When business owners choose how to take their profits, there is a compelling argument in favour of pension contributions.
Dividends may still be the preferred route for most. However, changes in how they are taxed may drive more directors who do not need the income to use employer pension contributions instead. Remember, since April 2018, the dividend allowance is just £2,000.
Taking profits as salary is more expensive than taking it as a dividend. This is the case despite the reduced annual dividend allowance. For a higher rate taxpayer, the combined effect of corporation tax at 19% and dividend tax of 32.5% will still yield a better outcome than paying it out as salary, which needs to account for income tax at 40% plus employer NI of 13.8% and employee NI of 2%.
Pensions contribution can be even more tax efficient. An employer pension contribution means there is no employer or employee NI liability, just like dividends. But it is usually an allowable deduction for corporation tax like salary. This is getting the best of both worlds.
And of course, with modern flexible pensions, directors over fifty-five can access it as easily as salary or dividends. With 25% of the pension pot normally available tax-free, it can be very tax efficient. One thing to remember is taking taxable income from a pension can reduce future pension contributions from all sources to £4,000 pa. Another is that for high earners the amount they could be able to pay into pensions may be as low as £4,000 pa.
Many business owners may pay themselves a small salary, typically around £8,000 a year. This builds up their State pension entitlement without triggering NI. They may then take the rest of their annual income in the form of dividends, as this route is more tax-efficient than taking more salary. But what about the money they do need to take to meet their spending needs?
The table below compares the net benefit derived from £40,000 of gross profits to a higher rate taxpaying shareholding director in the 2020/21 tax year.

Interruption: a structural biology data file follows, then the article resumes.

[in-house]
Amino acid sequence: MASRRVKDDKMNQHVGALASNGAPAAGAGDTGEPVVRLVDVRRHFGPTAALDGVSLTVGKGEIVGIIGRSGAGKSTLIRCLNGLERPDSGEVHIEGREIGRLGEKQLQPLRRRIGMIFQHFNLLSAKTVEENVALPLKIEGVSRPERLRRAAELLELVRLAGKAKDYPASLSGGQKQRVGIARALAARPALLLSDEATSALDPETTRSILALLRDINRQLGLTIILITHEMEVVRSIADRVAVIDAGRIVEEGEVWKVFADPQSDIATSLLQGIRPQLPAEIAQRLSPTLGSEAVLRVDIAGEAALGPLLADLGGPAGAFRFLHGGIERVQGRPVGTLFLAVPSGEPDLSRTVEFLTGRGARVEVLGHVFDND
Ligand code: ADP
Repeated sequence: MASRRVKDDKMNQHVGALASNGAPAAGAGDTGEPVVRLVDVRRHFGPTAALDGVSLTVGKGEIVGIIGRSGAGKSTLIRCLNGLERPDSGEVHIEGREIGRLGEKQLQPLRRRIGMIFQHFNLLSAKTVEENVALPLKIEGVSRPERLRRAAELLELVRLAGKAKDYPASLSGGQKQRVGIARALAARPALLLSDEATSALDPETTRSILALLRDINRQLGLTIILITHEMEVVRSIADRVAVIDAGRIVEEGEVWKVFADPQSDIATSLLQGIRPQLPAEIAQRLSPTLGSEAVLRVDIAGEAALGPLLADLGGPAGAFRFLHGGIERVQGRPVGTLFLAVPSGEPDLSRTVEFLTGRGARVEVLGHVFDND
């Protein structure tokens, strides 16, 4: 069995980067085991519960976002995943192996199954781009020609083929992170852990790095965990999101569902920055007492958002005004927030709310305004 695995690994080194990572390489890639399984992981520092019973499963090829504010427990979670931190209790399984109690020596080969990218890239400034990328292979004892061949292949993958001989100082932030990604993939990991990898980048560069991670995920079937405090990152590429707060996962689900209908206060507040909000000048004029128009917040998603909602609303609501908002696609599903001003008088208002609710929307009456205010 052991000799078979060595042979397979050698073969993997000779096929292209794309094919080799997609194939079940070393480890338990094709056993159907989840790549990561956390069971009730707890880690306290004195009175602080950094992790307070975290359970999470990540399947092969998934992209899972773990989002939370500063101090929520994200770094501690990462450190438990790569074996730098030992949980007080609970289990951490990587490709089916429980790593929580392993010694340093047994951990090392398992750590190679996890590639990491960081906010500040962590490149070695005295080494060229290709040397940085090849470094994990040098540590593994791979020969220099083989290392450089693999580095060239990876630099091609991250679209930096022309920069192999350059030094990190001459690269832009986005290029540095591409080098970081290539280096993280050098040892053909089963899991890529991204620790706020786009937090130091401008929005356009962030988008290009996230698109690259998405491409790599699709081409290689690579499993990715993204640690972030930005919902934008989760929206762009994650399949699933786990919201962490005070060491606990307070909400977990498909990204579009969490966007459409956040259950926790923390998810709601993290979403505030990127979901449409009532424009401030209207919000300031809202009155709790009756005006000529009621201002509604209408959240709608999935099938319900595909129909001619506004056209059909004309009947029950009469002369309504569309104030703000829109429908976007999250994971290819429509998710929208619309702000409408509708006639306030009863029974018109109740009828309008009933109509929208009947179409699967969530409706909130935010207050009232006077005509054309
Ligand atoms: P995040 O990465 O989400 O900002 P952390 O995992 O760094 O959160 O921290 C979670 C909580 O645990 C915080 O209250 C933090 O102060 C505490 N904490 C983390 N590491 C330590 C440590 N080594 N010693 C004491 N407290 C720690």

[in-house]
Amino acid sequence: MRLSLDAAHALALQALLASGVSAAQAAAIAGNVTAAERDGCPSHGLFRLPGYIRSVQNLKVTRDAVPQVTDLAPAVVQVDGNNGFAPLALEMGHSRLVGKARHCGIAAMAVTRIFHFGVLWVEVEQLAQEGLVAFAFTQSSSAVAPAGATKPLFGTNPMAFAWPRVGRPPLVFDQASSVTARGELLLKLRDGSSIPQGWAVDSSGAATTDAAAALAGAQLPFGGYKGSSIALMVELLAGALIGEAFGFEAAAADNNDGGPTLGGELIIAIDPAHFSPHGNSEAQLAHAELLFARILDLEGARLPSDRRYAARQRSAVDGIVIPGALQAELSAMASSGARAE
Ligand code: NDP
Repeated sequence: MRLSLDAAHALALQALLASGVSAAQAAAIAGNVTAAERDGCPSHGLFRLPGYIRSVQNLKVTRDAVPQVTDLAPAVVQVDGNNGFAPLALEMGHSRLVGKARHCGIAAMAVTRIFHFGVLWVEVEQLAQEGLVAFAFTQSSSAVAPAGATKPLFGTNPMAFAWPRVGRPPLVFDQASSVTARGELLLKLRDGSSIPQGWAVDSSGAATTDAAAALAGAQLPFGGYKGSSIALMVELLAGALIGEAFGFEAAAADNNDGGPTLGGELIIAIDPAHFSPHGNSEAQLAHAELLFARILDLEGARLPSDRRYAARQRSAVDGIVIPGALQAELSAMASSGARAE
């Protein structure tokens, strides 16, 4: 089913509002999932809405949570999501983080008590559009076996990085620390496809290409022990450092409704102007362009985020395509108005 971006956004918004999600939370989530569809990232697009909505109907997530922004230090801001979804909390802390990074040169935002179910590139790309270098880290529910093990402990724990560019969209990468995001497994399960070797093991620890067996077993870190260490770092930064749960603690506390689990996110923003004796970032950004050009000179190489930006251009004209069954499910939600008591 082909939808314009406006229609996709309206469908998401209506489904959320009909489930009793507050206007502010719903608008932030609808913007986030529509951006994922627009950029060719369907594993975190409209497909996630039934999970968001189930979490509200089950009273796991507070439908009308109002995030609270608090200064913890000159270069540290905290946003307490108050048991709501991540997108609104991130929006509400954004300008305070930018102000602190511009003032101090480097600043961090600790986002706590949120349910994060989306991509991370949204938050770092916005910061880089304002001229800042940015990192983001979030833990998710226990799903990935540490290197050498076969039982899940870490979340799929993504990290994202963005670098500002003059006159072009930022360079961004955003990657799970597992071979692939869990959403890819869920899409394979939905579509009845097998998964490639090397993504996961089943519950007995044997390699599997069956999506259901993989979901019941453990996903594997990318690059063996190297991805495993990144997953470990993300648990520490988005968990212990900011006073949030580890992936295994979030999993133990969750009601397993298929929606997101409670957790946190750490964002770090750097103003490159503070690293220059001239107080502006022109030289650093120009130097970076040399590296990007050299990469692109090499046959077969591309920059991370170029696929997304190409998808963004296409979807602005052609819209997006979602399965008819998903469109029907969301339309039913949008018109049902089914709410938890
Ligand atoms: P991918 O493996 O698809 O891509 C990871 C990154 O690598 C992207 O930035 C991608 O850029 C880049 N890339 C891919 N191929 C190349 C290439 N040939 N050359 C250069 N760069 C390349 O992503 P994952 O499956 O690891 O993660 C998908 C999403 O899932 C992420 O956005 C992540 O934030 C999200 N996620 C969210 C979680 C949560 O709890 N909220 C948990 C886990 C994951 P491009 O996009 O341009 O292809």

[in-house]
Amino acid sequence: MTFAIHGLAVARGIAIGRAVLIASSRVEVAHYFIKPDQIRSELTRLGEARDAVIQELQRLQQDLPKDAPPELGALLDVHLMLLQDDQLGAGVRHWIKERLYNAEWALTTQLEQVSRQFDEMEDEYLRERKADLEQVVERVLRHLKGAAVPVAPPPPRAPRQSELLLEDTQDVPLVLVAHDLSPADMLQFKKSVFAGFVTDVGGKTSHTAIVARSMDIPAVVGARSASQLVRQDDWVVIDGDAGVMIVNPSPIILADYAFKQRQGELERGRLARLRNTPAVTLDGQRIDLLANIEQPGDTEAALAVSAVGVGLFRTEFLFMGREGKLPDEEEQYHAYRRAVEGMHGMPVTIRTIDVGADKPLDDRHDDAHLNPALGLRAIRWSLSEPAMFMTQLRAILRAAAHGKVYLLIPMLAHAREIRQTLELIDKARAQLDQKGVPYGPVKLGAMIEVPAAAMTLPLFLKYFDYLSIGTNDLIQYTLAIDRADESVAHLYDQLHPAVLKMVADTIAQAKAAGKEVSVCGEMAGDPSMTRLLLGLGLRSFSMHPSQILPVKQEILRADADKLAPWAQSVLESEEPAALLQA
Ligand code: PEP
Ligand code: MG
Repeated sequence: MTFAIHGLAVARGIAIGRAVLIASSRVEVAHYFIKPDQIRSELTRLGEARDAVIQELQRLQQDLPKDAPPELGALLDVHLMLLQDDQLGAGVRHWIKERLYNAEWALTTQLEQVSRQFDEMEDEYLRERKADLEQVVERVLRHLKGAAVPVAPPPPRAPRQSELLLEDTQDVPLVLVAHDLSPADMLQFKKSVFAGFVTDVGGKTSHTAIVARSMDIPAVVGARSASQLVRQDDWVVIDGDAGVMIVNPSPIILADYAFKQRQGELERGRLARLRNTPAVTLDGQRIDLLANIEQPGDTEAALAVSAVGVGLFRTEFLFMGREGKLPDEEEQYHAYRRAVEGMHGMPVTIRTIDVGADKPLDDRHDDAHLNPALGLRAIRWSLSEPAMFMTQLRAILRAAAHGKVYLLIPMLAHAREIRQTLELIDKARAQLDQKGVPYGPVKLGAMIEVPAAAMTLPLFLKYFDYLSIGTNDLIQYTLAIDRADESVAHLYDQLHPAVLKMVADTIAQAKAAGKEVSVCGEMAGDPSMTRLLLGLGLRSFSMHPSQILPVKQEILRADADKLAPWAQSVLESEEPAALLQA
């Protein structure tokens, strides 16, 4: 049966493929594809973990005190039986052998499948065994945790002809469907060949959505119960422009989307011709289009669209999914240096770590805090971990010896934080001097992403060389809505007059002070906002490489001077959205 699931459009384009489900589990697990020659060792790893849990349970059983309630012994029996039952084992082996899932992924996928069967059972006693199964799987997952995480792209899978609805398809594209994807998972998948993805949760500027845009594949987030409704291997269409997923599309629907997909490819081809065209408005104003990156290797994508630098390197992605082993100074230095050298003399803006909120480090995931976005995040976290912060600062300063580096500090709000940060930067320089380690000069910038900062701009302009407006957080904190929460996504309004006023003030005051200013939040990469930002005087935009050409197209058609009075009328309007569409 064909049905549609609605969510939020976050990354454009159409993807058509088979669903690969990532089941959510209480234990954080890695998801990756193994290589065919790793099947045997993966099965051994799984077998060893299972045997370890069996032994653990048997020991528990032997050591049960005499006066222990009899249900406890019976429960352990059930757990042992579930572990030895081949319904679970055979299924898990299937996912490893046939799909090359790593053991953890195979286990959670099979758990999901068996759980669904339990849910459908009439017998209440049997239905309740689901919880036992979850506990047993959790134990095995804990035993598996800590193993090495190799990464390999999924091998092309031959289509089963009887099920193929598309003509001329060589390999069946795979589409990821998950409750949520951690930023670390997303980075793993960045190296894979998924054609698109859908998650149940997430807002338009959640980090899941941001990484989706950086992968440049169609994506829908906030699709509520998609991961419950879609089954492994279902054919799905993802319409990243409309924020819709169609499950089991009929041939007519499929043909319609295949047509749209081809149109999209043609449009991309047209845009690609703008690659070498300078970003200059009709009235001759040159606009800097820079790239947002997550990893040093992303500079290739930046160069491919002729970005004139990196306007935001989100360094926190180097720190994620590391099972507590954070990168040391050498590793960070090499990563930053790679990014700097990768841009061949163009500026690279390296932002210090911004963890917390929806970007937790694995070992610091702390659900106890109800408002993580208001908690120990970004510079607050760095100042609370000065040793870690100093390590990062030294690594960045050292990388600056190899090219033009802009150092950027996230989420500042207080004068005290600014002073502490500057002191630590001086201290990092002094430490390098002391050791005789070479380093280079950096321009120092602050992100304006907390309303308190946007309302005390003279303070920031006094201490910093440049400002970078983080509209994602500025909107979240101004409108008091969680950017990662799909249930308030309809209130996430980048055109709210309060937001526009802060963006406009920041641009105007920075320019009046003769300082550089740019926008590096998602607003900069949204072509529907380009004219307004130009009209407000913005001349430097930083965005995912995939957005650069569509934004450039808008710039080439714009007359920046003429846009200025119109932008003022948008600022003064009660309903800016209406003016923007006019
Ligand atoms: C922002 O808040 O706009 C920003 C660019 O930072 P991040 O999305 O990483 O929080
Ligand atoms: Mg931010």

|Corporation tax 19%||£0||£7,600||£0|
|Value to director||£35,150||£32,400||£40,000|
|Director’s income tax||(£14,060)||(£10,530)||£0|
|The net benefit to the director||£20,387||£21,870||£40,000|
* Assumes full £2,000 annual dividend allowance has already been used.
The dividend route provides more spendable income than the bonus alternative. But if the director does not need this income, the value in their pension pot is almost doubled.
When the director takes money from their pension, the figures still compare favourably. If the £40,000 fund is taken when the director is a basic rate taxpayer, net spendable income could be £34,000. Even if higher rate tax applies the figure is £28,000. That is respectively 55% and 28% higher than the dividend option.
From a family protection point of view, if not withdrawn for income purposes, the full £40,000 could be paid to the director’s loved ones tax free should death occur before 75, or otherwise at the beneficiaries’ own marginal rate of income tax.
If you want to know more, please feel free to book in a free no-obligation chat here or get in touch.
Any reference to legislation and tax is based on our understanding of United Kingdom law and HM Revenue & Customs practice at the date of production. These may be subject to change in the future. Tax rates and reliefs may be altered. The value of tax reliefs to the investor depends on their financial circumstances. No guarantees are given regarding the effectiveness of any arrangements entered into on the basis of these comments.